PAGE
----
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We are going to update our asp.net application to save session in state server. Any attention required to avoid problems after the update?

It is going to run in IIS 6 and IIS 7.

Thanks, P.Gopalakrishnan

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I don't really understand the question –  Juan Manuel Formoso Jun 27 '09 at 14:34
Currently the session state mode is InProc. To have more reliable session maintenance, we decided to use stateserver. –  gopal Jun 27 '09 at 14:35

3 Answers 3

I believe that StateServer will enforce the requirement that all objects stored in Session must be serializable. This may not have been enforced by InProc.

Be sure to test before going into production.

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I am fairly certain that all objects that are saved in state have to be serialisable, irrespective of the state storage method in use. –  Martin Robins Jun 27 '09 at 14:46
If you have been developing on InProc session it is pretty likely that you will be bitten by the serialization issue unless you were very cognizant of it. We usually develop against StateServer even if the application will likely be deployed InProc because of this serialization gotcha. –  Brian Reiter Jun 27 '09 at 14:49
Just looked this up in MSDN and you are indeed correct: "Objects stored in session state must be serializable if the mode is set to StateServer. For information on serializable objects, see the SerializableAttribute class." –  Martin Robins Jun 27 '09 at 15:51
@Martin: Thanks, I knew I was correct. :-) Actually, it's because a recent post on SO was from someone who was bitten by this exact issue. I was just to lazy to find it and post the link. –  John Saunders Jun 27 '09 at 15:57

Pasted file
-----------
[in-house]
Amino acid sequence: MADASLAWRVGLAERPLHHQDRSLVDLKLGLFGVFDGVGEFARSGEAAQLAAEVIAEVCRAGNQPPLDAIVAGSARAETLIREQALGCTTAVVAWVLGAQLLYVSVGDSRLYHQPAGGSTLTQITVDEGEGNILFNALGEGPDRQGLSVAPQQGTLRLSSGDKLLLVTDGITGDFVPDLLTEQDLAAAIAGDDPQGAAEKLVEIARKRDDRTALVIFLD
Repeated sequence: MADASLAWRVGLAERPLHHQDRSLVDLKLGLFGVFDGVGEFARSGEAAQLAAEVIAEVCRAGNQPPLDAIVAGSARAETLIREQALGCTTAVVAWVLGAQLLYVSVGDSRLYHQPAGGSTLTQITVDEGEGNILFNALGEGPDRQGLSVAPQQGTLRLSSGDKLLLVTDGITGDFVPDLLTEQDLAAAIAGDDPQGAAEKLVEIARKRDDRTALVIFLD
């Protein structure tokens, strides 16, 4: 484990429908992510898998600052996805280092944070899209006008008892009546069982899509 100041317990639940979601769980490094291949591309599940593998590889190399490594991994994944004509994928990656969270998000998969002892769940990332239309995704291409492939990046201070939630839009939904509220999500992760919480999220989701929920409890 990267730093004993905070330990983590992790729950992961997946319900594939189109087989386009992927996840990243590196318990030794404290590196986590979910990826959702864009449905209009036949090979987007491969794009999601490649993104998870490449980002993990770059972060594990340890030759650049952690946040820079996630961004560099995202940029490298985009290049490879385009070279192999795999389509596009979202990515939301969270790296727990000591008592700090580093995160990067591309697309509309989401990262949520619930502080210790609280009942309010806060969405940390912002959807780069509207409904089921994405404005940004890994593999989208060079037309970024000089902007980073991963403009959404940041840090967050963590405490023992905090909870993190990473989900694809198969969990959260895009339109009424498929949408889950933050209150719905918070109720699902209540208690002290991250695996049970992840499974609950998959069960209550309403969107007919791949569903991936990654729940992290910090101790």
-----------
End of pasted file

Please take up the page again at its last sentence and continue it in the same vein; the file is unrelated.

You need to ensure objects that you currently store in session state are marked as serializable The refactoring can be substantial


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Not tried this on IIS7, but on IIS6 it was simply a case of modifying the web.config to specify the state server. John Saunders is however correct above about the serialisation issue, guess I was just lucky but I will be changing all of my development to use State Server in future as recommended by Brian Reiter.

One nice side effect is that you can increase the number of worker processses when using a state server because they can all share the state from the server (whereas normally the state would in in-process).

Note from MSDN:

To use StateServer mode in a Web farm, you must have the same encryption keys specified in the machineKey element of your Web configuration for all applications that are part of the Web farm. For information on how to create machine keys, see article 313091, "How to create keys by using Visual Basic .NET for use in Forms authentication," in the Microsoft Knowledge Base at http://support.microsoft.com.

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